Hannah, the thirteenth great-granddaughter of the Wizard Earl Fitzgerald, has always known she was descended from a royal legacy of dark magic. Although a stranger to her coven in Annapolis, she is no stranger to grief and denial. However, when an ancient prophecy reveals the rise of a young, powerful witch and the impending death of another, she realizes she can no longer afford to suppress the magic that has taken away so much. She seeks out the frighteningly scarred, yet mysterious W, a Calvert descendant, who is destined to change her life, but even he cannot prepare her for the danger that lies ahead.
Enemies will hurt her. Loved ones will make her vulnerable. And the impending prophecy that drives her to unleash her magic will cause her to unearth the sins of the past and doubt any promise of a future. Without knowing whom her true rival is, Hannah isn’t certain she’ll survive, and if she loses, she may lose everything, including the ones she loves.
The book is available now on Amazon. If you haven’t had a chance to read my first novel, DISENCHANTED, you can find it on Amazon, BN.com, and Mirror World Publishing.
The Chesapeake region is known for blue crabs, sailing, and the U.S. Naval Academy. However, Maryland’s past is cloaked in a dark secret–an intriguing and rarely mentioned history of witches.
In 1635, the state adopted the Witchcraft Act of 1604 that declared witchcraft a felony, punishable by death. Rebecca Fowler suffered the worst fate due to this law. She was accused by a fellow indentured servant of hexing him prior to an injury. She was arrested, tried by a jury, and hung at the gallows. Hannah Edwards faced similar charges, but luckily escaped the noose.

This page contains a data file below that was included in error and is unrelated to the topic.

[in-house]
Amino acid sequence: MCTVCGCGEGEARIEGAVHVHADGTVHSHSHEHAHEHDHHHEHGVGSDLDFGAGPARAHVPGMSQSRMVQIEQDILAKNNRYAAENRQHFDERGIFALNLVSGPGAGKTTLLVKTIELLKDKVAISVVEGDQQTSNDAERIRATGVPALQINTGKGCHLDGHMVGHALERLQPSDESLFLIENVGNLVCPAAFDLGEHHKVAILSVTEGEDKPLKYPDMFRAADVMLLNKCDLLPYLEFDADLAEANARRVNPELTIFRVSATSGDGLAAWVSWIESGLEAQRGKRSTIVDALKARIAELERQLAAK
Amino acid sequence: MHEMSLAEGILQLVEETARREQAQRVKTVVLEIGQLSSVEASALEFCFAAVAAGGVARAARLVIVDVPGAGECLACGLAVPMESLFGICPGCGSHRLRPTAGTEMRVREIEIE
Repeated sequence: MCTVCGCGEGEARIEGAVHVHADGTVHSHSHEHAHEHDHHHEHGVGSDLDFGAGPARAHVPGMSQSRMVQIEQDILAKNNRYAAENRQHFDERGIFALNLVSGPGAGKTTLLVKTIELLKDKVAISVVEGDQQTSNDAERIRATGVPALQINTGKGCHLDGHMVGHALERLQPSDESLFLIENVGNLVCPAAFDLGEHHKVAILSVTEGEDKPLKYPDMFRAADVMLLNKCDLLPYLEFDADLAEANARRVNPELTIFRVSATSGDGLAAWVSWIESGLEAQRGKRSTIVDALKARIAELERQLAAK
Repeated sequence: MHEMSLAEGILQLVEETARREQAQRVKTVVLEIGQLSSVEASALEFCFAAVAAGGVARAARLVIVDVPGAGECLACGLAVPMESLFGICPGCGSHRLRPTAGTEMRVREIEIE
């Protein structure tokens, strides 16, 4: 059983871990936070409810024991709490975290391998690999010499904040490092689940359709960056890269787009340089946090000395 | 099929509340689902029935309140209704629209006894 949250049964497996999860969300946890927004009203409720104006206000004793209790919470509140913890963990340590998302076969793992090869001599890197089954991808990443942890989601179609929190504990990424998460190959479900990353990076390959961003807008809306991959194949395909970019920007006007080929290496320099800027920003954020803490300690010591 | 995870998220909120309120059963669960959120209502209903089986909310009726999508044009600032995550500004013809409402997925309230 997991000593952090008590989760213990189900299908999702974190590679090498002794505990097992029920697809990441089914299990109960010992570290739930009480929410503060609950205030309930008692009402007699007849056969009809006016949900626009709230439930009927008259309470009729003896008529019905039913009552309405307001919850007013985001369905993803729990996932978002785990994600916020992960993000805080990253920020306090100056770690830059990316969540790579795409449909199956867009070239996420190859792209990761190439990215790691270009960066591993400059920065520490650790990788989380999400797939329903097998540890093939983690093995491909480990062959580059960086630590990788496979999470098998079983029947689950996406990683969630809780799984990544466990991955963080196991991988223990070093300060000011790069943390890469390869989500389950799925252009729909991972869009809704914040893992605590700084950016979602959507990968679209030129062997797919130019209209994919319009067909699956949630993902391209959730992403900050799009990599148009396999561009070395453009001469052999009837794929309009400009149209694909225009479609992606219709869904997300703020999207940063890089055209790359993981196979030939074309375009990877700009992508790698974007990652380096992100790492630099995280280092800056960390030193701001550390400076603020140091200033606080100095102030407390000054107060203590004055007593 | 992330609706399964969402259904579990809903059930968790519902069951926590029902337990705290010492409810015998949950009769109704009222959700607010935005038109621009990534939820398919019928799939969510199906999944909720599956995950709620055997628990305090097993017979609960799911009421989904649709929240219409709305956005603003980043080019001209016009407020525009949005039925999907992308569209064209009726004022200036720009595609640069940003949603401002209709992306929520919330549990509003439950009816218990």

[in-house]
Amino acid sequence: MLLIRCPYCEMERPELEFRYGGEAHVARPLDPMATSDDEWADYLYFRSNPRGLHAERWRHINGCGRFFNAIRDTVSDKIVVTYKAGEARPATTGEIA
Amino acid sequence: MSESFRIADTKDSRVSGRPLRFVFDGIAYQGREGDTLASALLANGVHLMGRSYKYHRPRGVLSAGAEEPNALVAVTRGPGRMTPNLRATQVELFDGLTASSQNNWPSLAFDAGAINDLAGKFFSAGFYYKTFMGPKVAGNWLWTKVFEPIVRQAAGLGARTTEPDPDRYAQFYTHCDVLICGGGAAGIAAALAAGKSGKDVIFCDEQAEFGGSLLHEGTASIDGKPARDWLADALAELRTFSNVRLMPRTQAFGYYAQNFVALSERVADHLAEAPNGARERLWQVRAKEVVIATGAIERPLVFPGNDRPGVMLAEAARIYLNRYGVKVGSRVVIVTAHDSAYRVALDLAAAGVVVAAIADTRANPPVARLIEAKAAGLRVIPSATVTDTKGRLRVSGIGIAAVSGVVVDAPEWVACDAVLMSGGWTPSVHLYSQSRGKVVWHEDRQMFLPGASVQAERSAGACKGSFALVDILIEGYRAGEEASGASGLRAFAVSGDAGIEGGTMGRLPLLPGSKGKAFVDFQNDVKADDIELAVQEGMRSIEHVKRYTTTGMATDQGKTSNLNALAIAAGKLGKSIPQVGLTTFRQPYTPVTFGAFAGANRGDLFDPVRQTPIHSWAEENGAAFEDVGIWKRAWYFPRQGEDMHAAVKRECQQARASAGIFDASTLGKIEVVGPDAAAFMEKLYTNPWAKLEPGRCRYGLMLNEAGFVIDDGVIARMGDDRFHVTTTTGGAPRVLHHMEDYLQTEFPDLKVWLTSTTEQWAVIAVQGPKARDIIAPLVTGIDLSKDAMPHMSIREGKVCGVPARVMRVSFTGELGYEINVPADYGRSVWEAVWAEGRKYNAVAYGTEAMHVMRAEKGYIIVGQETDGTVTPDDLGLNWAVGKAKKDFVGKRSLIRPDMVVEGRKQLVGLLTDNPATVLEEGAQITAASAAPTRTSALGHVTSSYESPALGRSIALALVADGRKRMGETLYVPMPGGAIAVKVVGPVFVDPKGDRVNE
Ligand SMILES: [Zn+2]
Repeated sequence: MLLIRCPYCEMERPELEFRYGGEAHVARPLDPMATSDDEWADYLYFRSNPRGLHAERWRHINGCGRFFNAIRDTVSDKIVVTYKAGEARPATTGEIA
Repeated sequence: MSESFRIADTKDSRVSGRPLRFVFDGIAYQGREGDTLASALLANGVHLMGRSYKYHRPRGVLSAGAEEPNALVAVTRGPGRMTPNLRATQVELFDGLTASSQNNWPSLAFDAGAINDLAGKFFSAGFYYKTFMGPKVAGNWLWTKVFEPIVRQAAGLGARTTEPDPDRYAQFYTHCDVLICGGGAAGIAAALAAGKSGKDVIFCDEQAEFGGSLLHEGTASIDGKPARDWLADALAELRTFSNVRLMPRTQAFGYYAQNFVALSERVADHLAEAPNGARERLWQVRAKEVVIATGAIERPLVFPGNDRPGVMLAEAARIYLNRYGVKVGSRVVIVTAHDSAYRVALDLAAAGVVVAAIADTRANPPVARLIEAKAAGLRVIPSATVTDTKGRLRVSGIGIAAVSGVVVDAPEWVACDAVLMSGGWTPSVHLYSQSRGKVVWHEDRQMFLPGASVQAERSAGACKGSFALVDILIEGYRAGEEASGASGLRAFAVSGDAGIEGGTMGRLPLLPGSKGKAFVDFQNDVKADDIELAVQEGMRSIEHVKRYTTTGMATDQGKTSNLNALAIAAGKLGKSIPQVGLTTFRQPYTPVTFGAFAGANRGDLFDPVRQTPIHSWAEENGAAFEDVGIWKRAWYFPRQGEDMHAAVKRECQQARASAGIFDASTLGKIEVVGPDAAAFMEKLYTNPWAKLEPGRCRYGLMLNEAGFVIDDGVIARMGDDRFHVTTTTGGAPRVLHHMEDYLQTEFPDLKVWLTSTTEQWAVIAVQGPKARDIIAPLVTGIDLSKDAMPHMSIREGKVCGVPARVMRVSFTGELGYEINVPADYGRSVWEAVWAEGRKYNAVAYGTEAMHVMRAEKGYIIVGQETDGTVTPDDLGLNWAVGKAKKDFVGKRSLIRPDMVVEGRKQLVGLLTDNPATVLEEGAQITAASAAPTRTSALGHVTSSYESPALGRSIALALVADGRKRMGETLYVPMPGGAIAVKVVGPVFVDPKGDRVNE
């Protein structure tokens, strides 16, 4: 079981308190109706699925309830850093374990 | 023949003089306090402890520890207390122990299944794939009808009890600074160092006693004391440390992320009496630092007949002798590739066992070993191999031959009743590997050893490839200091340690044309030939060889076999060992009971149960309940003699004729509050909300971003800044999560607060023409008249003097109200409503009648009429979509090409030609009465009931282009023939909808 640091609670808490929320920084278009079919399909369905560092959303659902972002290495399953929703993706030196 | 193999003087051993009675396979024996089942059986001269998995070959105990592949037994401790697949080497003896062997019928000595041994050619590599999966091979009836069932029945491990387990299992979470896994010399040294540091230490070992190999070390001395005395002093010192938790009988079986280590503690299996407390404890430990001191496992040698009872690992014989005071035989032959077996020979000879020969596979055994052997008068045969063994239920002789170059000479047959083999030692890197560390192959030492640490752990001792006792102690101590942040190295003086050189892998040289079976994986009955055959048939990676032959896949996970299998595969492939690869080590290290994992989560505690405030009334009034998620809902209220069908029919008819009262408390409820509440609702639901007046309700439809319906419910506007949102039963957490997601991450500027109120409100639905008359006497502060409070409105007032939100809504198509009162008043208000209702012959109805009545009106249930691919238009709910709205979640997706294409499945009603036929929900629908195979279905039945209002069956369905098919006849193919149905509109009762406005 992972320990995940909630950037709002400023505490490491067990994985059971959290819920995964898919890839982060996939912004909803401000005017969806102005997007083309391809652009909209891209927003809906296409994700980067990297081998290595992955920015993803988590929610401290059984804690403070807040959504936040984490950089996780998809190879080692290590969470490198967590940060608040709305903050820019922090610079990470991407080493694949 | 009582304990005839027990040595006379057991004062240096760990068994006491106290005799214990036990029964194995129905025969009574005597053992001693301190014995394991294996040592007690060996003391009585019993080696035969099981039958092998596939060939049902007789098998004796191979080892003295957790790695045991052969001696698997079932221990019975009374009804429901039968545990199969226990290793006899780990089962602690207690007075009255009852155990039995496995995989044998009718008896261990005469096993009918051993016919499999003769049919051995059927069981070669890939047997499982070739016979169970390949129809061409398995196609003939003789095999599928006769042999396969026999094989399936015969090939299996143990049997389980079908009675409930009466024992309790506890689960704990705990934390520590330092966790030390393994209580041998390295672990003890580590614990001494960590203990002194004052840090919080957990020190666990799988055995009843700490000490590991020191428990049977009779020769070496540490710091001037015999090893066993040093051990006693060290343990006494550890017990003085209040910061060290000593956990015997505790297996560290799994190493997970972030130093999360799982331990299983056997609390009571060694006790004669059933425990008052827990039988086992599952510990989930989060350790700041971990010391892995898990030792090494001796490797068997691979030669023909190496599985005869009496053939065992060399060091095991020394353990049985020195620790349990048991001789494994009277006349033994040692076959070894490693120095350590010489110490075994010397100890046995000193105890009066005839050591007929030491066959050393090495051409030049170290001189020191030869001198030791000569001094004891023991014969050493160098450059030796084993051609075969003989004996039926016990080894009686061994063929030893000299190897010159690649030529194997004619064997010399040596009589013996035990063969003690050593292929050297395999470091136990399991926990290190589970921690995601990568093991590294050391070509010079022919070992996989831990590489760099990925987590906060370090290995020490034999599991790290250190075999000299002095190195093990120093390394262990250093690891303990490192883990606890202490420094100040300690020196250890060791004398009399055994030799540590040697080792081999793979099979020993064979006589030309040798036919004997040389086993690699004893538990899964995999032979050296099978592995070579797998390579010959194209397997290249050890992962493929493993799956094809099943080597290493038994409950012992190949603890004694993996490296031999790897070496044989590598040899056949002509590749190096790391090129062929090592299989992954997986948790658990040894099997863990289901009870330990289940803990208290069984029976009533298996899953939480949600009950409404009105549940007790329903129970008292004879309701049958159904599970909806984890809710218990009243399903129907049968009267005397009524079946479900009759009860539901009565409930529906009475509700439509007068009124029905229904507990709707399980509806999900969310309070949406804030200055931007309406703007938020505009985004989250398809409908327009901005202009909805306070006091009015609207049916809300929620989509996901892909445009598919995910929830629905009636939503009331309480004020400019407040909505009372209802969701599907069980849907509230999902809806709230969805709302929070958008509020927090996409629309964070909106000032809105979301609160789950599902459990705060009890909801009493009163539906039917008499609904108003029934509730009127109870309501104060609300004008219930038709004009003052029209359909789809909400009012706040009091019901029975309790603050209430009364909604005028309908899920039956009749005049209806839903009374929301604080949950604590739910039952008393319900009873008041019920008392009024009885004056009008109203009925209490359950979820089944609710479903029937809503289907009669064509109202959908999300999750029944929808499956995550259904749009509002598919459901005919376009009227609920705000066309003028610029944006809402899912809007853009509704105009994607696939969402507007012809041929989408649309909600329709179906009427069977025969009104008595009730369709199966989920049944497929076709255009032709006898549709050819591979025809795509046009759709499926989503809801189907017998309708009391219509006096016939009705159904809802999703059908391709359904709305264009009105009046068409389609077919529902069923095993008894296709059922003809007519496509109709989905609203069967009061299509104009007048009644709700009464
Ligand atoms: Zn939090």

In 1665, Elizabeth Bennett (not that Elizabeth Bennet!) was caught making charms, casting enchantments, and delving into general sorcery. Philip Calvert, the fifth Governor of Maryland and the son of the first Lord Baltimore, charged her with witchcraft, but her neck was spared from the gallows by an acquittal. What’s ironic is that the Calverts were descended from the royal Grey bloodline (Queen Jane Grey’s family) who were known for delving into magic and alchemy. Also, another famous Maryland family, the Arundells (Anne Arundell married into the Calverts) were related to the Irish Wizard Earl, Gerald Fitzgerald, a famous magician and alchemist.
Around 1697, the Chesapeake witch, Moll Dyer of Leonardtown, was driven from her home when locals set it on fire. She raced into the winter’s night and died from exposure with her hand frozen to a boulder. According to witchlore, her handprint remains frozen in time and can be seen on the boulder as a reminder of darker days. The land where she lived is known to be cursed and reports of a woman’s ghost haunting the area abound.
In 1712, Virtue Violl starred in the very last state trial for practicing her craft. William Bladen, Maryland’s first Attorney General, oversaw the trial where she was charged with harming an elderly neighbor by striking her tongue lame, however, a lack of proof forced the jury to acquit her. Interesting fact–William Bladen is buried at St. Anne’s Episcopal Church in Annapolis on Church Circle. Sounds like a cool setting for a scene in a witch novel…hint, hint.
Ever heard of Witch’s Grave? Not many Annapolitans even know the place or the legend. A gnarled, slanted tree overhanging the bank of Spa Creek marks Witch’s Grave. At the base of the tree lies a crypt where three unnamed witches were buried. Local lore has it that two of them were hung and one was burned. Their tortured ghosts are known to haunt the area and anyone who summons them from their final resting place.
The Chesapeake area’s dark witch history inspires questions. Were these women deeply connected to nature or was there magic in their blood? Does Moll Dyer’s tortured spirit still search for the men who chased her out of her home? And is it possible the Chesapeake witches’ descendants quietly carry on the practice of their ancestors’ craft today, including the casting of spells and the breaking of curses? What I can tell you is this–I’m descended from a seventeenth century Chesapeake witch, Elizabeth Duncan of Virginia, and I love the idea of casting these kinds of powerful females into my enchanting ever-afters.